Carrie Schwab Pomerantz

Dear Carrie, My wife has a 401(k) from her last job that she left in 1997. It's just sitting in cash. What can we do with it now? Can we roll it over into a Roth IRA or a ROTH 401(k)? My wife doesn't work anymore. --A Reader

Dear Reader, hile leaving a 401(k) with a former employer often seems like the easiest route, it's not always the best idea in terms of making the most of your retirement savings. That's because some employer-sponsored plans have limited investment choices, limited payout options or substantial fees. With a 401(k) sitting in cash, you have even more reason to move that money to another retirement account -- and get it working for you.

A Roth 401(k) isn't possible because that would only be available through another employer. However, your wife could consider a Roth IRA -- as well as a traditional IRA. The choice mostly comes down to taxes. I'll talk about that first and then get into some other ideas for maximizing your retirement savings.


Decide between a Roth and a traditional IRA

You can roll over a 401(k) directly into either a Roth IRA or a traditional IRA. There are no income limitations on a rollover, so the main consideration is whether you want to pay income taxes on the money now -- or later.

--Roth IRA -- taxes now: Contributions to a 401(k) are made with before-tax dollars, meaning you didn't pay income taxes on the money. The taxes are deferred until you take withdrawals, at which time you pay ordinary income taxes on whatever you withdraw. When you roll over a 401(k) to a Roth IRA, you have to pay those income taxes (SET ITAL) upfront(END ITAL). That's because withdrawals from a Roth are income tax free -- and Uncle Sam is not about to let you get away without paying taxes indefinitely. A rollover to a Roth can mean a big tax bite now.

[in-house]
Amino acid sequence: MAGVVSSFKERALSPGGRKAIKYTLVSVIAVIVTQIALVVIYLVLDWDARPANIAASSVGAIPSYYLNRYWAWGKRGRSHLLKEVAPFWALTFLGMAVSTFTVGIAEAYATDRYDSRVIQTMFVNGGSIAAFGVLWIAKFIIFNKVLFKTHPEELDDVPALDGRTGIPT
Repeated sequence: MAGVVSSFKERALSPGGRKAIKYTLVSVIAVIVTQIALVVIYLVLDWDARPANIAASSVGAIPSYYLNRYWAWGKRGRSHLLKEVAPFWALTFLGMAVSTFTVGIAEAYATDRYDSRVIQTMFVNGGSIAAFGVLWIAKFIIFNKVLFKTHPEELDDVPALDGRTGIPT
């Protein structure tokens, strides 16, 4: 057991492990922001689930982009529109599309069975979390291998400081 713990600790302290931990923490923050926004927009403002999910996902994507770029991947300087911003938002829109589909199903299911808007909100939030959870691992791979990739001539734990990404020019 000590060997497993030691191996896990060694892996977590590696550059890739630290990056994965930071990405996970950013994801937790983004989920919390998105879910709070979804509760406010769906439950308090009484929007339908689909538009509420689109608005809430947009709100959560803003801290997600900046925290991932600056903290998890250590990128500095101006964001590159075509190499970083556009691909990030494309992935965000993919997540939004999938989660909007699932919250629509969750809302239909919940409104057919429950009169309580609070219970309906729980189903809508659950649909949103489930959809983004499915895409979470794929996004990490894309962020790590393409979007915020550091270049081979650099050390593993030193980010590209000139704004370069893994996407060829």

--Traditional IRA -- taxes later: A traditional IRA works just like your 401(k) -- taxes are deferred until you make a withdrawal. So if you roll over to a traditional IRA, it won't cost you anything now, but you'll pay ordinary income taxes on your money later when you withdraw it.

Either way, you end up paying taxes at some point. The question is, will you be in a higher or lower tax bracket come retirement time? If you think you'll be in the same or a higher tax bracket, rolling over to a Roth could make sense as long as you have the cash available to pay the income taxes now.

However, if you think you'll be in a lower tax bracket when you retire, a traditional IRA would be a better choice. You'll pay nothing now and possibly less in taxes later.

Carrie Schwab Pomerantz

Carrie Schwab Pomerantz is a Motley Fool contributor.

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